Wishing You A Very Happy Christmas

I wish every one of you a happy Christmas – thank you for reading my blogs and for those of you who also comment, I really appreciate it.

Whatever Christmas means for you, if it hasn’t worked out as you’d hoped, I hope that you can still enjoy whatever pleasures the day brings and go forward with renewed hope for the future.

Keep reading and if you want me to write a blog about a particular subject, please let me know! I’m always looking for new, relevant ideas.

“Smooth Seas Don’t Make A Good Sailor”

There’s an African proverb that says, “Smooth seas do not make skilful sailors.” In other words, it’s the hard knocks in life that soften our rough edges and help to shape us into someone who is resilient.

Whilst I think it’s true that having to deal with difficulties and disappointments often help to shape our characters, surely some people have too much to cope with? Life’s knocks can get us down especially if we have no real support, have to deal with a lot of ill health or cope with several bereavements within a short space of time.

The school of hard knocks isn’t the only way to build up resilience – there are several ways to get through hard times so that we can bounce back and feel happier. I have a lot of empathy for people whose lives have gone downhill with all the negativity that they’ve had to cope with but if you’re reading this in the hope of developing more emotional strength and feel  that you have too much to cope with, try the following  and see how you get on. I’m not saying that you won’t feel overwhelmed at times, but these tips will hopefully diminish those feelings so that you’ll feel happier again:

  • When things go wrong, try thinking “things will eventually get better, even if I can’t see that right now”. Being resilient is partly about realising that it’s unlikely to always be that way, even if you can’t see a way out right now.
  • Find something, however small that you can control – there are loads of things we can’t control and these include big challenges like broken relationships, bereavement or redundancy but by taking small steps in almost any area of life can help us to see a brighter future.
  • Sometimes we undermine our own resilience by thinking “Is this down to me?” rather than realising that sometimes things are out of our control such as when the car breaks down (’I should have made sure it was serviced’) or when we’re late and it’s had a knock-on effect on other things (‘I should have prioritised more; I’m no good at anything’). Give yourself a break emotionally and recognise that if you’ve had a lot of other more serious things to deal with, smaller things like servicing the car can easily get pushed to one side. Try to think about what you can do to stop the problem occurring again.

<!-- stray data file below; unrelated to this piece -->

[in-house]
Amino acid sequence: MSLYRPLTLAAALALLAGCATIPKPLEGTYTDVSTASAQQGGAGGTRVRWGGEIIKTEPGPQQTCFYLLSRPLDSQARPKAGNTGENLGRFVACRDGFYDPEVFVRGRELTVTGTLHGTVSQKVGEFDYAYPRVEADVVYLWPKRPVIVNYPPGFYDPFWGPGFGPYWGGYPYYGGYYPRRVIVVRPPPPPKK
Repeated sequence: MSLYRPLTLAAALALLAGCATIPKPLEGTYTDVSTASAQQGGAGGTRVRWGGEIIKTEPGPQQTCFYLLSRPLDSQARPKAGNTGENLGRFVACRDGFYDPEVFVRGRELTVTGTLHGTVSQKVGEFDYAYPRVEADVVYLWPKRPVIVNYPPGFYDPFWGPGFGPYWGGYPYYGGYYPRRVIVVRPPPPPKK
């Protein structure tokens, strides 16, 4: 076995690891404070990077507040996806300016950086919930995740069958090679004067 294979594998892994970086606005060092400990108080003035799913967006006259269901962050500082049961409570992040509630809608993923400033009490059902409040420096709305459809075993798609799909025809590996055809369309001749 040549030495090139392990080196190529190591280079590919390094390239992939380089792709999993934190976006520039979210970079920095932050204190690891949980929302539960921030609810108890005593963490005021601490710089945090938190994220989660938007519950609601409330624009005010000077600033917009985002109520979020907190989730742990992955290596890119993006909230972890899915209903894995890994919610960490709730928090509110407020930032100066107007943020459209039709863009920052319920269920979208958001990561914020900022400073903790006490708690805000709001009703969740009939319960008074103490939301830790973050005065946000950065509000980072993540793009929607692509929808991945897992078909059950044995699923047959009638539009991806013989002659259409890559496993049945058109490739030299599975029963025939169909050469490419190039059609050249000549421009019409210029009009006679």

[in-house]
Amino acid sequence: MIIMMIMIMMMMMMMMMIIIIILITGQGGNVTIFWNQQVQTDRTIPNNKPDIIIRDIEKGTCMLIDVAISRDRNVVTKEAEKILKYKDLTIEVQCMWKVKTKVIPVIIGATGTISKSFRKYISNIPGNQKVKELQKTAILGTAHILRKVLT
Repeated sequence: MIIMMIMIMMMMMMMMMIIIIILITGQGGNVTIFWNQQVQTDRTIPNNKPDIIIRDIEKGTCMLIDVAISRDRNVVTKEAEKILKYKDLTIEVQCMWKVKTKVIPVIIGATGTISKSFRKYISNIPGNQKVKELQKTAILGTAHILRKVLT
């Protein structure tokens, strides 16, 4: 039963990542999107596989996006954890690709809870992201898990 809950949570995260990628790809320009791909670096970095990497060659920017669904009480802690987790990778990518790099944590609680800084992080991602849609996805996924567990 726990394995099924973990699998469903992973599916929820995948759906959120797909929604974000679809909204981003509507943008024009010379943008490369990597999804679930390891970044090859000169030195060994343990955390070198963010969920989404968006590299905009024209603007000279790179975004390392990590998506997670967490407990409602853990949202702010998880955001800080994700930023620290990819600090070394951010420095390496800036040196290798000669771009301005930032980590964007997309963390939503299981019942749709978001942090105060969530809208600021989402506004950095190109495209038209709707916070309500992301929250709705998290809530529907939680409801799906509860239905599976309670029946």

• Focus on what’s gone right even if that’s hard – there will be one or two things that have actually been positive, even if other negative things have piled up. I’m not suggesting that if you’ve had a death in your family or are dealing with a cancer diagnosis, you shouldn’t let yourself grieve for what you’ve lost, whether that’s a person dear to you or a frightening illness, but even on the darkest days there will be one or two things that have been alright. It could be a kindly neighbour who’s taken in a parcel for you or even cooked you a meal, or that there was a glimmer of sunshine after hours of rain. Even on the worst of days, there will be some little things that were good and they can make a difference.
  • This isn’t about living a life where you pretend things are always fine but more about getting a perspective.
  • Ask other people to help you – when we have problems it’s so easy to feel isolated. Social media ensures that we’re constantly seeing people who apparently have perfect lives, having achieved great things but realistically, however true those stories are, most of us need help at times so don’t be afraid to ask for that if you’re struggling. This doesn’t have to put a burden on the person you’re asking for help – maybe you just need someone to listen or to share their knowledge about something that they know more about than you do.
  • Find something to laugh at – it could be an old episode of ‘Only Fools and Horses’, but really, anything that floats your boat so that you’re having a laugh, is good; really good.
  • Finally, find a distraction – it often helps to take time out, even if it’s only for a few minutes. One of the best things is exercise if you can motivate yourself to get out there and walk in the fresh air or go to a yoga or meditation class. This can often help us to think more clearly.

Please do comment on my blog if you have found it interesting, useful or otherwise. You can see my blogs as soon as they are published (usually on Wednesdays) by pressing the ‘follow’ button and you can share them with your friends. You can also find me on Linked In, Instagram (samebutdifferent) and read my FB posts at Same But Different.